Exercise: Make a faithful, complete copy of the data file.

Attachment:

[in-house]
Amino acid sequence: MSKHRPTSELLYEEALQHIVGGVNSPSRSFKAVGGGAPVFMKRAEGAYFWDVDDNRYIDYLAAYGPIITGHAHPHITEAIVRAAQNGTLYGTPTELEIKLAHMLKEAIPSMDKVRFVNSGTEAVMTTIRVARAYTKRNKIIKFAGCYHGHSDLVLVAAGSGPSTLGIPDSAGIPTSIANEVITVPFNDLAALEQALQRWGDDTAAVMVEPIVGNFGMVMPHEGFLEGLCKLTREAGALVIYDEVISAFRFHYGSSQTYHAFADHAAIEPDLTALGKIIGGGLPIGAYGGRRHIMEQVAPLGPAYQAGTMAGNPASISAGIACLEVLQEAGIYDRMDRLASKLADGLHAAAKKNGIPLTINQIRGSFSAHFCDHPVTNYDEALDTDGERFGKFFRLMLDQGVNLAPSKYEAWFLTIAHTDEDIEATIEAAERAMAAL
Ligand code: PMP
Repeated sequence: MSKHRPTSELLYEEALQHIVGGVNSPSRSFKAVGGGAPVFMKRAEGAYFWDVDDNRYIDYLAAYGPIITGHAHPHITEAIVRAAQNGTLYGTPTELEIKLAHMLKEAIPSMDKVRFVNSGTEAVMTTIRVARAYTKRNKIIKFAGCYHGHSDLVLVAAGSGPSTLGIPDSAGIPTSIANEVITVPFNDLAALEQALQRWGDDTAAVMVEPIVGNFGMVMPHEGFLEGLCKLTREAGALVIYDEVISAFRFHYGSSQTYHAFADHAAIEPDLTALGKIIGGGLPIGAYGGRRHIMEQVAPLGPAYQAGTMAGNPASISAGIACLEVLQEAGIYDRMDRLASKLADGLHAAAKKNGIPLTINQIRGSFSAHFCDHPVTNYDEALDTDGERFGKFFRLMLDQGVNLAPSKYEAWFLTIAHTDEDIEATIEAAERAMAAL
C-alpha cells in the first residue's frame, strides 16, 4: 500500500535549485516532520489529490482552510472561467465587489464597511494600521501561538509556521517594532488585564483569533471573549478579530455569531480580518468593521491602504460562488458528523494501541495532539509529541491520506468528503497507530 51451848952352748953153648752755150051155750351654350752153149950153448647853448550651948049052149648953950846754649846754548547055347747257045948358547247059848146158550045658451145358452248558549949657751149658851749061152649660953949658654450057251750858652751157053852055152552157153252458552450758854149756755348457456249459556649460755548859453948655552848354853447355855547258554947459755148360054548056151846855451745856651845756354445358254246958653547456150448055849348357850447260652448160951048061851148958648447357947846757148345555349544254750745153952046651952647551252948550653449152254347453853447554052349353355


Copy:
[in-house]
Amino acid sequence: MSKHRPTSELLYEEALQHIVGGVNSPSRSFKAVGGGAPVFMKRAEGAYFWDVDDNRYIDYLAAYGPIITGHAHPHITEAIVRAAQNGTLYGTPTELEIKLAHMLKEAIPSMDKVRFVNSGTEAVMTTIRVARAYTKRNKIIKFAGCYHGHSDLVLVAAGSGPSTLGIPDSAGIPTSIANEVITVPFNDLAALEQALQRWGDDTAAVMVEPIVGNFGMVMPHEGFLEGLCKLTREAGALVIYDEVISAFRFHYGSSQTYHAFADHAAIEPDLTALGKIIGGGLPIGAYGGRRHIMEQVAPLGPAYQAGTMAGNPASISAGIACLEVLQEAGIYDRMDRLASKLADGLHAAAKKNGIPLTINQIRGSFSAHFCDHPVTNYDEALDTDGERFGKFFRLMLDQGVNLAPSKYEAWFLTIAHTDEDIEATIEAAERAMAAL
Ligand code: PMP
Repeated sequence: MSKHRPTSELLYEEALQHIVGGVNSPSRSFKAVGGGAPVFMKRAEGAYFWDVDDNRYIDYLAAYGPIITGHAHPHITEAIVRAAQNGTLYGTPTELEIKLAHMLKEAIPSMDKVRFVNSGTEAVMTTIRVARAYTKRNKIIKFAGCYHGHSDLVLVAAGSGPSTLGIPDSAGIPTSIANEVITVPFNDLAALEQALQRWGDDTAAVMVEPIVGNFGMVMPHEGFLEGLCKLTREAGALVIYDEVISAFRFHYGSSQTYHAFADHAAIEPDLTALGKIIGGGLPIGAYGGRRHIMEQVAPLGPAYQAGTMAGNPASISAGIACLEVLQEAGIYDRMDRLASKLADGLHAAAKKNGIPLTINQIRGSFSAHFCDHPVTNYDEALDTDGERFGKFFRLMLDQGVNLAPSKYEAWFLTIAHTDEDIEATIEAAERAMAAL
C-alpha cells in the first residue's frame, strides 16, 4: 500500500535549485516532520489529490482552510472561467465587489464597511494600521501561538509556521517594532488585564483569533471573549478579530455569531480580518468593521491602504460562488458528523494501541495532539509529541491520506468528503497507530 51451848952352748953153648752755150051155750351654350752153149950153448647853448550651948049052149648953950846754649846754548547055347747257045948358547247059848146158550045658451145358452248558549949657751149658851749061152649660953949658654450057251750858652751157053852055152552157153252458552450758854149756755348457456249459556649460755548859453948655552848354853447355855547258554947459755148360054548056151846855451745856651845756354445358254246958653547456150448055849348357850447260652448160951048061851148958648447357947846757148345555349544254750745153952046651952647551252948550653449152254347453853447554052349353355